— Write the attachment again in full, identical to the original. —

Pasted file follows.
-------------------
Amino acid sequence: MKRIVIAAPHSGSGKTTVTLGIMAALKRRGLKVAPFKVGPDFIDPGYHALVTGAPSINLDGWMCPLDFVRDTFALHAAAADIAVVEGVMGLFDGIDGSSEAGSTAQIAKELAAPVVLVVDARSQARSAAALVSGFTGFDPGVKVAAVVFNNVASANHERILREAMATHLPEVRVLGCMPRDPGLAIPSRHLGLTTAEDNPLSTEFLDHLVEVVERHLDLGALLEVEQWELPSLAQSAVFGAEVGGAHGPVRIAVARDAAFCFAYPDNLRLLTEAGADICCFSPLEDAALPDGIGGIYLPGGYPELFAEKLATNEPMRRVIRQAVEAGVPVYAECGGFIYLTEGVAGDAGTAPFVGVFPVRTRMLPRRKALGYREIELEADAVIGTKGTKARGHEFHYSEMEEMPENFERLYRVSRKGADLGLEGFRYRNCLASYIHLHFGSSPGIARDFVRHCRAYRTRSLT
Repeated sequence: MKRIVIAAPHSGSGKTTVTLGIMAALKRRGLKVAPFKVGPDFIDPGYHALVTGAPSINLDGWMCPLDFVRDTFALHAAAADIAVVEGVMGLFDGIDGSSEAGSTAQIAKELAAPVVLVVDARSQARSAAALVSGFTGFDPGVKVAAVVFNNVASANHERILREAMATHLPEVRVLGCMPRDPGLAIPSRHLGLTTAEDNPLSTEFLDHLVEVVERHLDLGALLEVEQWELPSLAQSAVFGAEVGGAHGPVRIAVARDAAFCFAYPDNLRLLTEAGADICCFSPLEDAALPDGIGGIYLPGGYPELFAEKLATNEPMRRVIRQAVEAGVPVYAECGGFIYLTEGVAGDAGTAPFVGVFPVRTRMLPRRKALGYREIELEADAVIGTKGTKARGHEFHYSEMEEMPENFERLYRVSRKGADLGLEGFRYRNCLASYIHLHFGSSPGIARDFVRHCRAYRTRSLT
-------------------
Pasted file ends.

Amino acid sequence: MKRIVIAAPHSGSGKTTVTLGIMAALKRRGLKVAPFKVGPDFIDPGYHALVTGAPSINLDGWMCPLDFVRDTFALHAAAADIAVVEGVMGLFDGIDGSSEAGSTAQIAKELAAPVVLVVDARSQARSAAALVSGFTGFDPGVKVAAVVFNNVASANHERILREAMATHLPEVRVLGCMPRDPGLAIPSRHLGLTTAEDNPLSTEFLDHLVEVVERHLDLGALLEVEQWELPSLAQSAVFGAEVGGAHGPVRIAVARDAAFCFAYPDNLRLLTEAGADICCFSPLEDAALPDGIGGIYLPGGYPELFAEKLATNEPMRRVIRQAVEAGVPVYAECGGFIYLTEGVAGDAGTAPFVGVFPVRTRMLPRRKALGYREIELEADAVIGTKGTKARGHEFHYSEMEEMPENFERLYRVSRKGADLGLEGFRYRNCLASYIHLHFGSSPGIARDFVRHCRAYRTRSLT
Repeated sequence: MKRIVIAAPHSGSGKTTVTLGIMAALKRRGLKVAPFKVGPDFIDPGYHALVTGAPSINLDGWMCPLDFVRDTFALHAAAADIAVVEGVMGLFDGIDGSSEAGSTAQIAKELAAPVVLVVDARSQARSAAALVSGFTGFDPGVKVAAVVFNNVASANHERILREAMATHLPEVRVLGCMPRDPGLAIPSRHLGLTTAEDNPLSTEFLDHLVEVVERHLDLGALLEVEQWELPSLAQSAVFGAEVGGAHGPVRIAVARDAAFCFAYPDNLRLLTEAGADICCFSPLEDAALPDGIGGIYLPGGYPELFAEKLATNEPMRRVIRQAVEAGVPVYAECGGFIYLTEGVAGDAGTAPFVGVFPVRTRMLPRRKALGYREIELEADAVIGTKGTKARGHEFHYSEMEEMPENFERLYRVSRKGADLGLEGFRYRNCLASYIHLHFGSSPGIARDFVRHCRAYRTRSLT